I could go on and on. MLK and Beck are nothing alike, and if MLK were alive today, Beck would be slandering him, saying he hates white people and calling him a commie and much worse. (continued)

Dave Splash said...

Beck is many things, but civil rights crusader or activist is not one of them. It is an insult to the legacy of MLK that he is trying to recreate such a pivotal moment in American history by turning it into some right wing hate fest and a way to sell more books.

I imagine that I have known about Glenn Beck longer than you, my friend. He was on the radio in Tampa where I lived back in 2002. He was a phony then and he's a phony now.

And if Beck really cared about "good people of color" as you say, why has he never apologized to the first African-American President for saying he is a racist and has a deep seated hatred for white people and white culture. Until he apologizes for that slander, he gets nothing from me. That is one of the most baseless and offensive things anyone has ever uttered about the president, and he needs to make amends for it.

T. Paine said...

Dave, I am not comparing their politcal ideology. I simply am saying that I have personally heard Beck praise Doctor King's non-violent civil rights agenda and that he admired his pro-human rights stance regardless of color.

That is something all should be able to agree upon regardless of political ideology.

As for social justice, that term has also been perverted over the decades and hence the reason why Beck now despises the term in its current definition.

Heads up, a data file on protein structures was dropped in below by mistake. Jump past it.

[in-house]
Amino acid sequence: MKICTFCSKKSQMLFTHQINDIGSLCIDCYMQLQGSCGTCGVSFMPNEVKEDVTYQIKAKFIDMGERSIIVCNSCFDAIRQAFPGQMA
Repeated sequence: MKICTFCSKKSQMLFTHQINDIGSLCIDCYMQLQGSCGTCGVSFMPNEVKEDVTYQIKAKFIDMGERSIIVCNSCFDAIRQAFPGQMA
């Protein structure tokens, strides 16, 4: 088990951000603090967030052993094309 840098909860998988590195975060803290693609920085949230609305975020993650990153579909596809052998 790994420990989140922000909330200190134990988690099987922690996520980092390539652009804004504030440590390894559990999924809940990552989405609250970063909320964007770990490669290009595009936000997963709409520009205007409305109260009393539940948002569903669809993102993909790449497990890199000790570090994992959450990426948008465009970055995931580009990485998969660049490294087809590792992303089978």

What was once helping the poor and working to ensure an equality in opportunity has become a mandate from progressives to ensure equality of outcome. As Al Sharpton said, it is about everyone having equal houses with equal stuff. THAT is communism and I also will fight that crap till the bitter end right along side Mr. Beck.

I also would have proudly stood with Dr. King in his quest towards civil rights. There is not a dichotomy there.

I also have great admiration for Dr. King having literally put his life on the line to achieve equal civil rights peacefully.

I strongly disagree with the wealth redistribution and communist rhetoric though and would not have supported that. I can differentiate between the two issues of Dr. King's beliefs and be supportive of the one and not the other.

I would imagine the same is true of Beck.

Dave Splash said...

Doubtful. If MLK were alive today, he would be all over Beck's conspiracy chalk board and be called a Marxist, Maoist, Communist, Nazi, and every other term he uses to describe anyone he disagrees with.

Beck would consider MLK an enemy, and probably claim George Soros is paying him to attack "good Americans."

You can't divorce MLK from his political activism. He was a community organizer on a scale never seen before. Again, that is a notion that Beck would attack.

Beck has a right to have a rally wherever he wants, but trying to tie his Beck-a-palooza to Dr. King is shameful.